Young Folks Treasury, Volume 3 (of 12) eBook

This eBook from the Gutenberg Project consists of approximately 657 pages of information about Young Folks Treasury, Volume 3 (of 12).

“I have now a proposal to make to you.  These presents, which you are to take possession of as they are, I advise you to lay by carefully.  Whenever you can show me anything that you have begun, and voluntarily finished, you may at the same time bring with you one of these things, beginning with those of least value, to which I will immediately add the part that is deficient.  Thus, by degrees, you may have them all completed; and if by this means you should acquire the wise and virtuous habit of perseverance, it will be far more valuable to you than the richest present you could possibly receive.”




All the world must allow that Two-Shoes was not her real name.  No; her father’s name was Meanwell; and he was for many years a considerable farmer in the parish where Margery was born; but by the misfortunes which he met with in business, and the wicked persecutions of Sir Timothy Gripe, and an overgrown farmer called Graspall, he was effectually ruined.

The case was thus:  The parish of Mould well, where they lived, had for many ages been let by the lord of the manor in twelve different farms, in which the tenants lived comfortably, brought up large families, and carefully supported the poor people who labored for them, until the estate by marriage and by death came into the hands of Sir Timothy.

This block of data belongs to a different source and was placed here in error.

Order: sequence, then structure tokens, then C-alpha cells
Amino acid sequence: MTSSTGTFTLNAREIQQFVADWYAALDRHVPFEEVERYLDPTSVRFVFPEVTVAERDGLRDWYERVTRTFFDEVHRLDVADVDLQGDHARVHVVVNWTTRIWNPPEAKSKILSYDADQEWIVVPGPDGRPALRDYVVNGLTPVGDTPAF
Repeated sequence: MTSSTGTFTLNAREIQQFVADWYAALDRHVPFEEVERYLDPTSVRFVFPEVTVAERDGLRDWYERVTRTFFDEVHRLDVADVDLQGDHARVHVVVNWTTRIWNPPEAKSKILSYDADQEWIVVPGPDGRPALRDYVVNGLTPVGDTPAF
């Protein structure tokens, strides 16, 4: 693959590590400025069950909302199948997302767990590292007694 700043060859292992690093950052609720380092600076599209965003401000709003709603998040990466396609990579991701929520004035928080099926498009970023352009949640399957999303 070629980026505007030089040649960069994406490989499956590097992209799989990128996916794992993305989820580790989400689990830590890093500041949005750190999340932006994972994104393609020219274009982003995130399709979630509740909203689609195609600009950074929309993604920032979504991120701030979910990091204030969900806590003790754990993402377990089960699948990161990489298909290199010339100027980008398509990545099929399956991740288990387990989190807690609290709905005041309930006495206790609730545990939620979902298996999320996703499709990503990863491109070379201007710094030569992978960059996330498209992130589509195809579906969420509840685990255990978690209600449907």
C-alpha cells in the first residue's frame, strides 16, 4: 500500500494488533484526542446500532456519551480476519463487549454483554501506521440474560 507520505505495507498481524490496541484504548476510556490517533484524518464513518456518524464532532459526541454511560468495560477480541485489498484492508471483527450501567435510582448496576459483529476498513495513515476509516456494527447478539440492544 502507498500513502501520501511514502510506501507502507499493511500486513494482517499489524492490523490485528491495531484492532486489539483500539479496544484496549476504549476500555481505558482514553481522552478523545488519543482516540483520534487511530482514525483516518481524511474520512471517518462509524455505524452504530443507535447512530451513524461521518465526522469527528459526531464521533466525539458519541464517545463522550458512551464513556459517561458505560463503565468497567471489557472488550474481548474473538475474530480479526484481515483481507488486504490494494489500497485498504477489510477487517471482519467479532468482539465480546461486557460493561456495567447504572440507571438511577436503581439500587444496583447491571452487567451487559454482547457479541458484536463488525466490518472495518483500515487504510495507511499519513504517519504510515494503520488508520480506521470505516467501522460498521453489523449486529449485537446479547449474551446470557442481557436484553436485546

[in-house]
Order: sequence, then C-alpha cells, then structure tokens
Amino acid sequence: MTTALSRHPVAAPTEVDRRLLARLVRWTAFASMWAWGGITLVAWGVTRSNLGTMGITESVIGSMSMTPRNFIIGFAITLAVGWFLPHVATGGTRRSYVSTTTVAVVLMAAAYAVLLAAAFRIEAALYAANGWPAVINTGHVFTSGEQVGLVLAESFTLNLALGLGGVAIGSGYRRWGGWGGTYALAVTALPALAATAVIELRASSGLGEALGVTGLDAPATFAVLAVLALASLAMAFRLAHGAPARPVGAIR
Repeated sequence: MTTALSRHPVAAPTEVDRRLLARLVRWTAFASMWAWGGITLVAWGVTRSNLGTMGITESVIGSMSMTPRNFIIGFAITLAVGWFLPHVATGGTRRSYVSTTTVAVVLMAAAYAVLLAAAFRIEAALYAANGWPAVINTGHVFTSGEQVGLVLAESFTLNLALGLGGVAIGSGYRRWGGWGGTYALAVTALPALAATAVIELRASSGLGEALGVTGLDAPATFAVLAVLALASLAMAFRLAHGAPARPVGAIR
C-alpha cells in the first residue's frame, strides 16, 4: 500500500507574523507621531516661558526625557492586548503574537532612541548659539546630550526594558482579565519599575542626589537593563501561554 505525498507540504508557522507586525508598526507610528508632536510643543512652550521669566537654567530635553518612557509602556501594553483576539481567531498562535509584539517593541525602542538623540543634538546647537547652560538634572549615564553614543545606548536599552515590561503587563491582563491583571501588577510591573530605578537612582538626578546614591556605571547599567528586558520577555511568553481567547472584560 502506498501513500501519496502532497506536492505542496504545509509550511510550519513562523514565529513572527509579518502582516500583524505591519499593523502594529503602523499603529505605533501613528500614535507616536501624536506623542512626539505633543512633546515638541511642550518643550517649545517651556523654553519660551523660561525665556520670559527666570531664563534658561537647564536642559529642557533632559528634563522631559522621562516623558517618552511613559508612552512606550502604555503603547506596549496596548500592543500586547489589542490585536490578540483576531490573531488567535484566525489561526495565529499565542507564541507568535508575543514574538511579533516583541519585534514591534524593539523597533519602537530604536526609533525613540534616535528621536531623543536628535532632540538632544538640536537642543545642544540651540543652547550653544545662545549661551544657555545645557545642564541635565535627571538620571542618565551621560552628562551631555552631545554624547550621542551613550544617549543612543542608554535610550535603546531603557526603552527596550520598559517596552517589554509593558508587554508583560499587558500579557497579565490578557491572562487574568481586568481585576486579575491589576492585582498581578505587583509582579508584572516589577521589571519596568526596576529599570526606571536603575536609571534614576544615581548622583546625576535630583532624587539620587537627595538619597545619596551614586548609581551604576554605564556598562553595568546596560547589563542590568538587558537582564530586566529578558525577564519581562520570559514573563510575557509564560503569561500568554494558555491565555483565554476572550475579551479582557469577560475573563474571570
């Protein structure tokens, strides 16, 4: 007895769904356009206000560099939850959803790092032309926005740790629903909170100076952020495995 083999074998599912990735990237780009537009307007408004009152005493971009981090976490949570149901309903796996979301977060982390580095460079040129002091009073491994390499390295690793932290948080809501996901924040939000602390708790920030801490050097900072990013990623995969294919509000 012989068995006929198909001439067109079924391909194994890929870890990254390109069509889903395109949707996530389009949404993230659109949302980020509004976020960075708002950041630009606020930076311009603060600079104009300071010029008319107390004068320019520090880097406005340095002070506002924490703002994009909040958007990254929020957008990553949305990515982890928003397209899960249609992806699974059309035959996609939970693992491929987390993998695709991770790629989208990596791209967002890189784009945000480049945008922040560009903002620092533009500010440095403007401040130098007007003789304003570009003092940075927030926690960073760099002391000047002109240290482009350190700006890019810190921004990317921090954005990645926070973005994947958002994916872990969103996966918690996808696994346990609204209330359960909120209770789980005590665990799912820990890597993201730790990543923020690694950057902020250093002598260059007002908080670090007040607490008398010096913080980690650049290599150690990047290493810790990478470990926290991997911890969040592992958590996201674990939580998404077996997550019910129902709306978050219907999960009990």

This, gentleman, who loved himself better than all his neighbors, thought it was less trouble to write one receipt for his rent than twelve; and Farmer Graspall offering to take all the farms as the leases expired, Sir Timothy agreed with him, and in process of time he was possessed of every farm but that occupied by little Margery’s father, which he also wanted; for as Mr. Meanwell was a charitable, good man, he stood up for the poor at the parish meetings, and was unwilling to have them oppressed by Sir Timothy and this avaricious farmer.  Judge, O kind, humane, and courteous reader, what a terrible situation the poor must be in, when this covetous man was perpetual overseer, and everything for their maintenance was drawn from his hard heart and cruel hand.  But he was not only perpetual overseer, but perpetual churchwarden; and judge, O ye Christians, what state the church must be in, when supported by a man without religion or virtue.  He was also perpetual surveyor of the highways, and what sort of roads he kept up for the convenience of travelers, those best knew who have had the misfortune to pass through that parish.  Complaints indeed were made, but to what purpose are complaints, when brought against a man who can hunt, drink, and smoke, without the lord of the manor, who is also the justice of peace?

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Young Folks Treasury, Volume 3 (of 12) from Project Gutenberg. Public domain.
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